To clarify this, I had to dive deeper into the respective SPICE equations. In the last attachment, you find excerpts from

*The SPICE Book* (by Andrei Vladimirescu, John Wiley & Sons, 1994, pp. 381–384) where the underlying equations are explicitly given. Section A.2.1 contains the set of equations used internally by SPICE to calculate the collector and the base current of a BJT, whereas Section A.2.4 contains the set of equations for noise calculations.

Using the above AC127 model parameters and high-accuracy values of ‘Vbe’ and ‘Vbc’ from a separate operating-point analysis, I was able to reproduce the above ‘Ic’, ‘Ib’, and ‘Ie’ values with an absolute accuracy of better than 1 nA by explicitly applying the corresponding equations (A.8), (A.9), and (A.10) from

*The SPICE Book*. Thus, these equations seem to be correct and also correctly implemented in MacSpice. The minor differences are most likely due to internally used older values for the physical constants and are therefore negligible.

According to equation (A.22), the 1/f noise calculation is exclusively based on the

*external* base current

*I*_{B}. The collector current

*I*_{C} does not contribute to the 1/f noise as equation (A.23) does not contain a corresponding term.

It should be noted that the notation used in equations (A.22) and (A.23) is a bit imprecise with respect to the currents

*I*_{B} and

*I*_{C}. Since the actual direction of these currents (i.e., their sign) does not matter in connection with noise calculations, only the absolute values are relevant. Hence, a more precise notation here would be |

*I*_{B}| and |

*I*_{C}|, respectively.

*I*_{B}, in turn, is calculated according to equation (A.9) and consists of four distinct components:

*I*_{B,1} = (

*IS*/

*BF*) ⋅ (e

^{qVBE/NFkT} − 1)

*I*_{B,2} = (

*IS*/

*BR*) ⋅ (e

^{qVBC/NRkT} − 1)

*I*_{B,3} =

*ISE* ⋅ (e

^{qVBE/NEkT} − 1)

*I*_{B,4} =

*ISC* ⋅ (e

^{qVBC/NCkT} − 1)

*I*_{B,1} and

*I*_{B,3} are currents flowing from the base to the emitter, whereas

*I*_{B,2} and

*I*_{B,4} are currents flowing from the base to the collector. The resulting

*external* base current, which is later used in the 1/f noise calculation, is the sum of these four components:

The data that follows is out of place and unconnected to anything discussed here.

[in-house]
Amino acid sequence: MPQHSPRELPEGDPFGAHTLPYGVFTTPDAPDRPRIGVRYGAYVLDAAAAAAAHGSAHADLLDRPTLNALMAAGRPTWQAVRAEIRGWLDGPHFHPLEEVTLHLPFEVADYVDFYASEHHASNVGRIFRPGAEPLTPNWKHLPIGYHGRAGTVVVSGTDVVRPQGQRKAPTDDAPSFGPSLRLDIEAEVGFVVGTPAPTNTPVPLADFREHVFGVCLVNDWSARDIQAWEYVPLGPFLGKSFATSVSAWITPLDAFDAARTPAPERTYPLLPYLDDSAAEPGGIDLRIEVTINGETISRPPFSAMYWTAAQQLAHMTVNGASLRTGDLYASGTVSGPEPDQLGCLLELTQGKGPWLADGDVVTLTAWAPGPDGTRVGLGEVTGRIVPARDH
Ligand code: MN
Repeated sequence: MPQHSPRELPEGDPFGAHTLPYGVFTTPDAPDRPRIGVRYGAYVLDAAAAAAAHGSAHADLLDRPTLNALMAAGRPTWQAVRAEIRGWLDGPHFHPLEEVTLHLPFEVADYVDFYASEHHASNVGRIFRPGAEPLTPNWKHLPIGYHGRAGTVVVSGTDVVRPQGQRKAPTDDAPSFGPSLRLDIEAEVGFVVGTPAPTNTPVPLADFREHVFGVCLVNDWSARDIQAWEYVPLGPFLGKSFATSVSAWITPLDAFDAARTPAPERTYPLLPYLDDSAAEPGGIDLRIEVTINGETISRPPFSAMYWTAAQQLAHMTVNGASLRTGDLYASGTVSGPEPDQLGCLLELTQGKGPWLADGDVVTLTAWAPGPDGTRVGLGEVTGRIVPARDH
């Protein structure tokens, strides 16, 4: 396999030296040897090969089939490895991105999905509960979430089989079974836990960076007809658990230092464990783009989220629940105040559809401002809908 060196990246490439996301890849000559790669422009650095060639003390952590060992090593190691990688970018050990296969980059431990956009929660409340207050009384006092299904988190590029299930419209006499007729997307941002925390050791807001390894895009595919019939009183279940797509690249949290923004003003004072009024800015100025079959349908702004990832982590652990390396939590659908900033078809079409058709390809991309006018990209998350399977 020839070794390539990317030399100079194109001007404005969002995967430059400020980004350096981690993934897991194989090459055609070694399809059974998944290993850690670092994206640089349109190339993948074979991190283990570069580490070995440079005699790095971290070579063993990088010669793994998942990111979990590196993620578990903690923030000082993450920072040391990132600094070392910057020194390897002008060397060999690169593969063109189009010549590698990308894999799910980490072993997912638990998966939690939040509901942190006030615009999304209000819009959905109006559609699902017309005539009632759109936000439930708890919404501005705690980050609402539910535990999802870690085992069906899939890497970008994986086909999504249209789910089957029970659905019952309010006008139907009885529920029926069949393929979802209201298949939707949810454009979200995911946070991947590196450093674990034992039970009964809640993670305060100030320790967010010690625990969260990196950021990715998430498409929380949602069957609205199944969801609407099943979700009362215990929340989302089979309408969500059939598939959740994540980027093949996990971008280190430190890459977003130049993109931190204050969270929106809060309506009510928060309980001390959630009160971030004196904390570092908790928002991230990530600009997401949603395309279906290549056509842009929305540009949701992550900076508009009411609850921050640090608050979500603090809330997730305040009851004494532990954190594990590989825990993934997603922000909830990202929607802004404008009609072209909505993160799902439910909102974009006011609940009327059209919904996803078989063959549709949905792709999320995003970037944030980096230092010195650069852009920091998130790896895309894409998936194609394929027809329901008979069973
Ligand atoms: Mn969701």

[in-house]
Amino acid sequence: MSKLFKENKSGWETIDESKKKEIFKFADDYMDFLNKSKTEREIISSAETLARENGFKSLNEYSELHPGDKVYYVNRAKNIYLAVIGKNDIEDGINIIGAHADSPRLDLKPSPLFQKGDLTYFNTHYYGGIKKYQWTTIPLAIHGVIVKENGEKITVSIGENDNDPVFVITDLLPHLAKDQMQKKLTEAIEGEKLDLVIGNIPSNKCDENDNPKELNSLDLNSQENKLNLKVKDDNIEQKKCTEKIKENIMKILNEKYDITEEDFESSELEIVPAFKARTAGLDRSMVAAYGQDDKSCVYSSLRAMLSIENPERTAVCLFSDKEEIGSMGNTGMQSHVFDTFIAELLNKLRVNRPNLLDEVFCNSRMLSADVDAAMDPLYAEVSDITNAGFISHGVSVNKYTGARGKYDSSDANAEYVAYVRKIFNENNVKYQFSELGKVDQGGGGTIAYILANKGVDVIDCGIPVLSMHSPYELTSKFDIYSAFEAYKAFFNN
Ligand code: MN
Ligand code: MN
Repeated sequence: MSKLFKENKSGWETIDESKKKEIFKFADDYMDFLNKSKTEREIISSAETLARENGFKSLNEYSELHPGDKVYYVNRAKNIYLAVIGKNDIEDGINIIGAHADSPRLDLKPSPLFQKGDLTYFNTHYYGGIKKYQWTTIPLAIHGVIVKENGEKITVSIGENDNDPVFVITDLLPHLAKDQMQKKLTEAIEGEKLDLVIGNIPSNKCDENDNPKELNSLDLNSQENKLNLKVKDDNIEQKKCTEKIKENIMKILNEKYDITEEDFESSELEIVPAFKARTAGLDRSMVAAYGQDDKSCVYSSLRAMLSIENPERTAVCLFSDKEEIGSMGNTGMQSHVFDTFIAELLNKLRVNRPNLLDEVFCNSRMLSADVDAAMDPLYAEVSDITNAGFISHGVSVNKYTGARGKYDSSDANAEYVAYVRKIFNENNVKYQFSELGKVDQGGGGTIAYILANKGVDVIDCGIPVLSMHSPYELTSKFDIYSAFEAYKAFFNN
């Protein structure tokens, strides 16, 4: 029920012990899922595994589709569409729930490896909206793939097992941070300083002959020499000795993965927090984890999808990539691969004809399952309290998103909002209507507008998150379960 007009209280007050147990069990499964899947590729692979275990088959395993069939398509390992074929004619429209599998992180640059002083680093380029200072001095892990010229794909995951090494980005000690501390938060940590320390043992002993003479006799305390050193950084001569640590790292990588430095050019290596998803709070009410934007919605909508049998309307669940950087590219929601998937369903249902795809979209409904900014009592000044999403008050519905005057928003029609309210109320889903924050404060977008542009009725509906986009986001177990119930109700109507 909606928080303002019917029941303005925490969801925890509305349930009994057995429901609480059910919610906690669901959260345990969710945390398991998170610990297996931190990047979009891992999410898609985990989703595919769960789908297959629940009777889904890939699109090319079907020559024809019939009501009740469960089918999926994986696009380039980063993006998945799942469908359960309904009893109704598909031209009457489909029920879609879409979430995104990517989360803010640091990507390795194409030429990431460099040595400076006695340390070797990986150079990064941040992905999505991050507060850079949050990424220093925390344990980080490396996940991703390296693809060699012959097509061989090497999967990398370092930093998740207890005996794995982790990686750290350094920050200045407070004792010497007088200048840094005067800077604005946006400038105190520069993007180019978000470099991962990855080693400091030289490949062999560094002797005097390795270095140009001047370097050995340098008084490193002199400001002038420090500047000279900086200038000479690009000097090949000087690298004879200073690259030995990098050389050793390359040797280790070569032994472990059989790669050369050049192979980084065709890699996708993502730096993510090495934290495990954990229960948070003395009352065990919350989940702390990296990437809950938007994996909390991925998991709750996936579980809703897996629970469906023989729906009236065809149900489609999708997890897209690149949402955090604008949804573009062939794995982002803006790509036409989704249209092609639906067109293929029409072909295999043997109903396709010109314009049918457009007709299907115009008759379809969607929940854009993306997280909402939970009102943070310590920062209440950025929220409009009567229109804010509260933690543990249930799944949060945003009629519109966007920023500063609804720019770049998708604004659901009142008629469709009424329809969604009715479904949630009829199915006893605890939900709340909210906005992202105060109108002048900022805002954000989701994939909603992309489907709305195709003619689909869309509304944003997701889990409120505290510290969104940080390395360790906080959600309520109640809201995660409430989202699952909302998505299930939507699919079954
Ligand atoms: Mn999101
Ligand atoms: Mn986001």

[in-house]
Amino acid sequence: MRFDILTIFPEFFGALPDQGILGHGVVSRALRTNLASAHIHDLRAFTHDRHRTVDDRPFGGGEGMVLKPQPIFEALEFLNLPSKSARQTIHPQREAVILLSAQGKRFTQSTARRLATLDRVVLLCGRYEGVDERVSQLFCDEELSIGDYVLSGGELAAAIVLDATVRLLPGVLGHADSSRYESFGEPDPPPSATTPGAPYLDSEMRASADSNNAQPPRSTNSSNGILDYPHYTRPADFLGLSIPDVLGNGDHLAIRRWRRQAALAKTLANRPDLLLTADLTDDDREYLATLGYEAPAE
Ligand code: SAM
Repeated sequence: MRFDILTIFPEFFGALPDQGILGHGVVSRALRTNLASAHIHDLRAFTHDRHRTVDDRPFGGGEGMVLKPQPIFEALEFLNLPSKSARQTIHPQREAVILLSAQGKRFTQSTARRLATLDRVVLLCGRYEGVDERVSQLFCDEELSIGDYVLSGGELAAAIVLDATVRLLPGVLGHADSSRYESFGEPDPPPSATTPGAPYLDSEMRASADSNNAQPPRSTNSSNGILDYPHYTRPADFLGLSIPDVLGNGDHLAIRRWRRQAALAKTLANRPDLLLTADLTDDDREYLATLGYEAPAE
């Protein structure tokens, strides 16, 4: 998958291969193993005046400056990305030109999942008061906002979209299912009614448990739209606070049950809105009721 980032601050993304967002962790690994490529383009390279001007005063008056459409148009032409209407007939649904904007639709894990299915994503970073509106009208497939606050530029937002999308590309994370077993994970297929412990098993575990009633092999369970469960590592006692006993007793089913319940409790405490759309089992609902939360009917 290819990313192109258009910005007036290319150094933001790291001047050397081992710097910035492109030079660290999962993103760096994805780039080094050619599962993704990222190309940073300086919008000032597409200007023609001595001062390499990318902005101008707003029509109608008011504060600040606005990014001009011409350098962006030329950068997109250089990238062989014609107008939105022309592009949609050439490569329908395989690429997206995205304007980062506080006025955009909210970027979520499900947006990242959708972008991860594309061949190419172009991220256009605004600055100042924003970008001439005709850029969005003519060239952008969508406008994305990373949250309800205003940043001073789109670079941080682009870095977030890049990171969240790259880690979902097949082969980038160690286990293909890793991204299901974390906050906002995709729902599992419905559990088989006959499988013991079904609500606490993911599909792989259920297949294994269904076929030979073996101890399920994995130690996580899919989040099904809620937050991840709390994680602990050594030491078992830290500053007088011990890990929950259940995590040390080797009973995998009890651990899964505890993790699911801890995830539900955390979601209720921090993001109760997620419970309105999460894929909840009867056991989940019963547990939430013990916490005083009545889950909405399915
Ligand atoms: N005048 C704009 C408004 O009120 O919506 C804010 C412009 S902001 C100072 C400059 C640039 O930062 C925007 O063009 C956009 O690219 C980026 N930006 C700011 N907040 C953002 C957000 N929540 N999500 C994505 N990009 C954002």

*I*_{B} =

*I*_{B,1} +

*I*_{B,2} +

*I*_{B,3} +

*I*_{B,4}This may sound plausible, at least at first glance. When the operating point of the transistor is fully determined by its

*internal* leakage currents, however,

*I*_{B} becomes zero, and this inevitably reduces the calculated 1/f noise to zero, too.

Therefore, let us look a bit closer at the above four current components. In the first instance, these are purely mathematical quantities appearing in equation (A.9), which need not necessarily have direct physical counterparts. In particular,

*I*_{B,1} and

*I*_{B,3} traverse the same junction, namely the base-emitter junction, whereas

*I*_{B,2} and

*I*_{B,4} traverse the base-collector junction. The internal charge transport across a junction in one or the other direction, however, cannot be distinguished in this way; only the resulting current is of interest here. Therefore, the above components can be pairwise combined as follows:

*I*_{B,13} =

*I*_{B,1} +

*I*_{B,3} *I*_{B,24} =

*I*_{B,2} +

*I*_{B,4}Furthermore, as

*I*_{B,13} and

*I*_{B,24} can be considered as independent, the resulting ‘effective base current’ for 1/f noise calculations—and perhaps for noise calculations in general—ought to be as follows:

*I*_{B,eff} = √(

*I*_{B,13}² +

*I*_{B,24}²)

I'm not really specialized in noise calculations, but this straightforward refinement would seem to be a simple, yet reasonable fix for the described 1/f noise issue. The attached plot illustrates this, here for a fixed Uce = 5 V (third plot below). In order to use a logarithmical y-scale, I had to plot the ‘IB’ curve in two parts: blue for negative values, green for positive values. The zero-crossing near 85 mV is clearly visible. The red ‘IB_eff’ curve illustrates my proposed fix for the described issue, revealing no abnormal behavior whatsoever.

As can be clearly seen from this plot, SPICE primarily fails in the vicinity of the zero-crossing of the

*external* base current, in which case the computed 1/f noise comes out much too low; in some distance from this critical operating point, SPICE nicely converges to my proposed solution. I therefore decided to derive the 1/f noise parameters for my seven germanium transistors on the basis of these ‘corrected’ SPICE equations instead of the current, highly questionable equations. Without this, most of my SPICE models would have totally wrong KF values, up to two orders of magnitude too high.

Some SPICE users may be tempted to say: “Who cares about such old germanium transistors?” However, the same issue can also be observed in connection with silicon transistors, yet at significantly lower currents and/or higher junction temperatures.

So, in conclusion, one can say:

– SPICE fails to correctly compute 1/f noise of leaky BJTs for certain base currents;

– BJT models with specified 1/f noise parameters should therefore be treated with caution;

– this issue currently seems to exist in virtually all SPICE-based implementations;

– the proposed equations would supposedly fix this issue, if implemented…

Unfortunately, the original SPICE code has not been maintained, at least not at Berkeley, since the last official release of 1993 (SPICE 3f5), and an official contact person for such bug reports does not seem to exist nowadays at Berkeley.

Any comments or suggestions are welcome!